Available on PC, PS4, PS5, Xbox One and Xbox Series X|S
‘DC Super Hero Girls: Teen Power’
There was a time when you couldn’t walk into a video game store without tripping over at least three games based on a comic book, but it has actually been a little while since we’ve seen a good superhero game aimed at younger players.
Based on the recent TV show of the same name, “DC Super Hero Girls” puts teenage versions of some of DC’s most powerful women front and center. Have you ever stopped to wonder what high school would be like if Wonder Woman, Supergirl, Batgirl and Green Lantern were in classes together? This game juggles both after-school antics and crime-fighting escapades, and it’s surprisingly successful at what it sets out to do.
Available on Nintendo Switch
You crash land on a dark, mysterious planet and stumble across the corpse of an astronaut — and you’re horrified to discover that it’s you.
So begins “Returnal,” a brutally difficult but devilishly good action game about time loops. You are all but guaranteed to die over and over and over again in “Returnal,” and each time you return to life, you also return to the beginning of your journey, retaining only select items and knowledge from your last attempt.
It was the mystery at the center of the story that kept me playing over and over, even after frustrating deaths.
One downside: At the moment it’s nearly impossible to save your game in the middle of a session (the developers instruct you to use the PS5’s “rest mode” if you need a break).
Available on PlayStation 5
‘Final Fantasy VII Remake Intergrade’
You can upgrade to a sharper, better version of one of 2020’s best games for free.
If you didn’t play the game last year, you have a perfect opportunity to hop in with “Final Fantasy VII Remake Intergrade” on PlayStation 5. It contains the stellar base game as well as a substantial new downloadable chapter, titled “Episode Intermission.” Players of last year’s version can grab that new chapter as a $20 add-on. It’s a lot shorter than the main game, but it’s sweet.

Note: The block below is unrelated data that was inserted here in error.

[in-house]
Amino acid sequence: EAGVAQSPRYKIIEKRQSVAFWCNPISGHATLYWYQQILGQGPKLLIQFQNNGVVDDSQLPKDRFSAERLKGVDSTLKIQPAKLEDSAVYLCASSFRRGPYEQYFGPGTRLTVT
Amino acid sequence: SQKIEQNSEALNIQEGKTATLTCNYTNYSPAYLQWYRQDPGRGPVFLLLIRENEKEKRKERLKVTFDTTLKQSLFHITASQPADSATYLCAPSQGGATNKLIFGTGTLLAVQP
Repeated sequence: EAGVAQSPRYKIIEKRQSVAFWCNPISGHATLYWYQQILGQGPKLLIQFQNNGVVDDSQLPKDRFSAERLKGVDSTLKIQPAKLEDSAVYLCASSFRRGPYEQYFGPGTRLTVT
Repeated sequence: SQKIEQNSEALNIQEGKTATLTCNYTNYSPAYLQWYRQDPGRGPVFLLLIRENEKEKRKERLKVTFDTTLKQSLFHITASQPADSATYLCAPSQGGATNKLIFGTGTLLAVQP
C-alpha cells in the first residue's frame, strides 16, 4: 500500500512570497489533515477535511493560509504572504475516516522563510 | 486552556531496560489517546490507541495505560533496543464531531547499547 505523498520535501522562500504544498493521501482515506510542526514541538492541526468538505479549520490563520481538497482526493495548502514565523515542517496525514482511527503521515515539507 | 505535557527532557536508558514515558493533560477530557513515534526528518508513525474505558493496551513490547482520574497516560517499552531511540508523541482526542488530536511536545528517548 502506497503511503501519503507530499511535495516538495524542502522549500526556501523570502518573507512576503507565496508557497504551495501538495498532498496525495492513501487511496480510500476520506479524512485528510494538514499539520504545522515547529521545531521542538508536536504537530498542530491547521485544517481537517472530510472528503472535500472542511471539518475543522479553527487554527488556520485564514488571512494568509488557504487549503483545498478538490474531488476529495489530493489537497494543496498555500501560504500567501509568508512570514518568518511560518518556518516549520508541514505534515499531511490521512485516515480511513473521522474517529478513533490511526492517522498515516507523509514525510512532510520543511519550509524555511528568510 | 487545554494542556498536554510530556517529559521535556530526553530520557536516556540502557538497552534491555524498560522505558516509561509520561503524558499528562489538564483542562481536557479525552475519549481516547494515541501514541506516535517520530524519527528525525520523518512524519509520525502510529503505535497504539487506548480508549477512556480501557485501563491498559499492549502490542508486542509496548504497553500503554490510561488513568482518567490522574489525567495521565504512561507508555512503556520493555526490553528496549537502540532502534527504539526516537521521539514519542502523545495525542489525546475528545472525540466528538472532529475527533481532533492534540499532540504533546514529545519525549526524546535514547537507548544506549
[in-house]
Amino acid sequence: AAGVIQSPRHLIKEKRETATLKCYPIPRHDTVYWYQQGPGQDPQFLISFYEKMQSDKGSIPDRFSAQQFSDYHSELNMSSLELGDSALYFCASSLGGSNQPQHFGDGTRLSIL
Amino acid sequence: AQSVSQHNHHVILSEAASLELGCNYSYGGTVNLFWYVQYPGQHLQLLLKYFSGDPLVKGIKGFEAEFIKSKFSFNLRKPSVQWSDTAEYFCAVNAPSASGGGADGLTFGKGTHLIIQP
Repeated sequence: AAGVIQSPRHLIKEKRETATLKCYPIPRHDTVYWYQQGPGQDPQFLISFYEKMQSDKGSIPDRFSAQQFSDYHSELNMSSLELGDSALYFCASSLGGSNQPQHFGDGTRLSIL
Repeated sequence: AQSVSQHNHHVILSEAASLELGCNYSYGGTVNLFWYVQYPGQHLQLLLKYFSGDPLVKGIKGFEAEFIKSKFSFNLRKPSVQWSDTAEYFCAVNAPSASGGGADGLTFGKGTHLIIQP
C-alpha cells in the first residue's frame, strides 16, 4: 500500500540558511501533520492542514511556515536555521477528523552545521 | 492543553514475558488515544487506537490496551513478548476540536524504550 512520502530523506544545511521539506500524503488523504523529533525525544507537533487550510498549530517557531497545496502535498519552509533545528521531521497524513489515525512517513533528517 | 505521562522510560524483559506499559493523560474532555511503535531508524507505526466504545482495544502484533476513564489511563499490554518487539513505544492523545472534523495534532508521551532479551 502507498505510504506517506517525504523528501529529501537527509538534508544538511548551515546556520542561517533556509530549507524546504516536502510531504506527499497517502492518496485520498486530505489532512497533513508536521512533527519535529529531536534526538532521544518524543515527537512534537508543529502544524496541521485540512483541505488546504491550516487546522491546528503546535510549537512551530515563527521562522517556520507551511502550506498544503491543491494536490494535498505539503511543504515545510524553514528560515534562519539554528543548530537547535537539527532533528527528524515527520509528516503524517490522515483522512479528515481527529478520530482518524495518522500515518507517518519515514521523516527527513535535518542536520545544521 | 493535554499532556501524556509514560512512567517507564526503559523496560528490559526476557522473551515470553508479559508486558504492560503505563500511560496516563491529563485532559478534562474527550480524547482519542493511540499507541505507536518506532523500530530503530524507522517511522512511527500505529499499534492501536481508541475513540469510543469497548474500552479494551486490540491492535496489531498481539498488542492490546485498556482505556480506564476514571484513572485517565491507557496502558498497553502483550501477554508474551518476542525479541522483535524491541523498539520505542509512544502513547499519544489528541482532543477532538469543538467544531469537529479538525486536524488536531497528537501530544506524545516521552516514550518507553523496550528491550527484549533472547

“Final Fantasy VII Remake” is in some ways a misnomer, because it’s the first chapter of an innovative reimagining of a classic, driven by a great story and polished gameplay that should entertain both old and new fans.
Available on PlayStation 5
Do you read more in the summer, but also play video games? Might I suggest “Disco Elysium” as a way to enjoy both?
“Disco Elysium” is a more cerebral take on classic role-playing games, with the most obvious difference being that there is no combat. Set in a fantasy world distinct from our reality, you play a run-down detective attempting to solve a murder mystery during a story that takes place entirely in a single city district. Everything you say and every choice you make has an impact on your character and the way other people interact with him. Be prepared for things to get deep — there is a lot of discussion among characters about politics, morality and religion.
Now in its “Final Cut” form, Disco Elysium is available on PC, Mac, Switch, PS4, PS5, Xbox One and Xbox Series X|S
If all you’ve got to keep you entertained this summer is an aging computer, I have some good news: One of this year’s best games is designed to look like it runs on an old PC.
At times “Loop Hero” actually plays itself. Played from an overhead perspective in a board game-like fashion, the primary element of “Loop Hero” involves laying down tiles on a randomized track. The hero will walk in circles around that track, outside of your direct control, being influenced by every monster, building, item and other tile you strategically place on the field. You want to keep him alive — but you also want to put him at risk so you can collect more resources.
It’s difficult to put “Loop Hero” into words, but it can be even more difficult to stop playing.
Available on Windows and MacOS